Thermal Physics - Lesson 2 Calorimetry

Calorimeters and Calorimetry

Calorimetry is the science associated with determining the changes in energy of a system by measuring the heat exchanged with the surroundings. Now that sounds very textbooky; but in this last part of Lesson 2, we are going to try to make some meaning of this definition of calorimetry. In physics class (and for some, in chemistry class), calorimetry labs are frequently performed in order to determine the heat of reaction or the heat of fusion or the heat of dissolution or even the specific heat capacity of a metal. These types of labs are rather popular because the equipment is relatively inexpensive and the measurements are usually straightforward. In such labs, a calorimeter is used. A calorimeter is a device used to measure the quantity of heat transferred to or from an object. Most students likely do not remember using such a fancy piece of equipment known as a calorimeter. Fear not; the reason for the lack of memory is not a sign of early Alzheimer's. Rather, it is because the calorimeter used in high school science labs is more commonly referred to as a Styrofoam cup. It is a coffee cup calorimeter - usually filled with water. The more sophisticated cases include a lid on the cup with an inserted thermometer and maybe even a stirrer.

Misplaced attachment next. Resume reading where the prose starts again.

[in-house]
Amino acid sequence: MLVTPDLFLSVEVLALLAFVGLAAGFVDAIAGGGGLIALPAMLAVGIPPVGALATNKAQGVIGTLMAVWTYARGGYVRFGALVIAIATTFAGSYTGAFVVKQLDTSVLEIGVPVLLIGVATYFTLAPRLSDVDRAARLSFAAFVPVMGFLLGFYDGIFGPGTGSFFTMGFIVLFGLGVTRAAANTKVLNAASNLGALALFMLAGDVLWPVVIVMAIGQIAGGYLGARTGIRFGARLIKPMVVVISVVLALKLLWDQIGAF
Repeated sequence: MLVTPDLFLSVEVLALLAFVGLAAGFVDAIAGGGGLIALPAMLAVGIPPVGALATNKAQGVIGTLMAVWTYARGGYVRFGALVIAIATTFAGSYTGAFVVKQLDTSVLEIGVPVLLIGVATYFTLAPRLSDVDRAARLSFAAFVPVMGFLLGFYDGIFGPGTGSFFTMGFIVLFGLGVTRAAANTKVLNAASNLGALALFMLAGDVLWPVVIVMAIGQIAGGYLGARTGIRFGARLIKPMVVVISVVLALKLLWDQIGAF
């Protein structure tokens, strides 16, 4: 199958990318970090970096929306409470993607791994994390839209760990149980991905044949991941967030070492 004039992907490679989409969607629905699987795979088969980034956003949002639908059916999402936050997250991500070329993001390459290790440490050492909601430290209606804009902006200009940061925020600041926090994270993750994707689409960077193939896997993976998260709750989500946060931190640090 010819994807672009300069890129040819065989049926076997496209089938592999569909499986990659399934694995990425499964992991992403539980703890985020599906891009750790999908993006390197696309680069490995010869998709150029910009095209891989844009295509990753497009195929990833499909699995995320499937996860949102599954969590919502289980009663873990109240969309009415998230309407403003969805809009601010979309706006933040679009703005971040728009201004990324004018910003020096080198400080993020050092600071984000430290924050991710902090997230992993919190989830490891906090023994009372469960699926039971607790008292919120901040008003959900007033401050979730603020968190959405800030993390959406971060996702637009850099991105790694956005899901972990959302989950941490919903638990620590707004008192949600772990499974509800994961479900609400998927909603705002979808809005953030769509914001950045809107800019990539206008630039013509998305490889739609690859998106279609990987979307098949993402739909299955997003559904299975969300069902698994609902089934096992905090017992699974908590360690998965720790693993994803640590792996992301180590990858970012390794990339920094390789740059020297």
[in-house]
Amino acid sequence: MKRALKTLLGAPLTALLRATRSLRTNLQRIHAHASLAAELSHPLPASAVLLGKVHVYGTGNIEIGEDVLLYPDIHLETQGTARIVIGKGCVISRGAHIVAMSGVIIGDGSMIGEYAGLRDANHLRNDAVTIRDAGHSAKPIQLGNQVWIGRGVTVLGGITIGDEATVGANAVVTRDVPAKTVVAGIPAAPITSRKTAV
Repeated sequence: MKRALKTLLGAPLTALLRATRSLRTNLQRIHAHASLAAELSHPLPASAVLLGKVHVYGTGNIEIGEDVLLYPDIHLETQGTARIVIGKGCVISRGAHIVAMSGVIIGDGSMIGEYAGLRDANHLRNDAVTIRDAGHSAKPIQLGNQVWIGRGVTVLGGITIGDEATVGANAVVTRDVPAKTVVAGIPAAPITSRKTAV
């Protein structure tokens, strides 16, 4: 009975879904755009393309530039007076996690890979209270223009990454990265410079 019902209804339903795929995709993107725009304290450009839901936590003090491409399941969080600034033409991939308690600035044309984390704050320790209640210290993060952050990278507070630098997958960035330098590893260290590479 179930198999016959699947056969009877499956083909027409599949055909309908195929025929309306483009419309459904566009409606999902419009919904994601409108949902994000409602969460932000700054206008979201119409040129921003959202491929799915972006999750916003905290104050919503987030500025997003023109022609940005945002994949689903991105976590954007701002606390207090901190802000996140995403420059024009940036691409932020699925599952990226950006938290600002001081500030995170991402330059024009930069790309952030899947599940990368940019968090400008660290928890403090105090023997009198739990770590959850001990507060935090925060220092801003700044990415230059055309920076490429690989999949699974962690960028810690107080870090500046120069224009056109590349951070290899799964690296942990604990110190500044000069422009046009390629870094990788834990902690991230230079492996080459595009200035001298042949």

Coffee Cup Calorimetry

So how can such simple equipment be used to measure the quantity of heat gained or lost by a system? We have learned on the previous page, that water will change its temperature when it gains or loses energy. And in fact, the quantity of energy gained or lost is given by the equation

Q = mwater•Cwater•ΔTwater

where Cwater is 4.18 J/g/°C. So if the mass of water and the temperature change of the water in the coffee cup calorimeter can be measured, the quantity of energy gained or lost by the water can be calculated. The assumption behind the science of calorimetry is that the energy gained or lost by the water is equal to the energy lost or gained by the object under study. So if an attempt is being made to determine the specific heat of fusion of ice using a coffee cup calorimeter, then the assumption is that the energy gained by the ice when melting is equal to the energy lost by the surrounding water. It is assumed that there is a heat exchange between the ice and the water in the cup and that no other objects are involved in the heat exchanged. This statement could be placed in equation form as


Qice = - Qsurroundings = -Qcalorimeter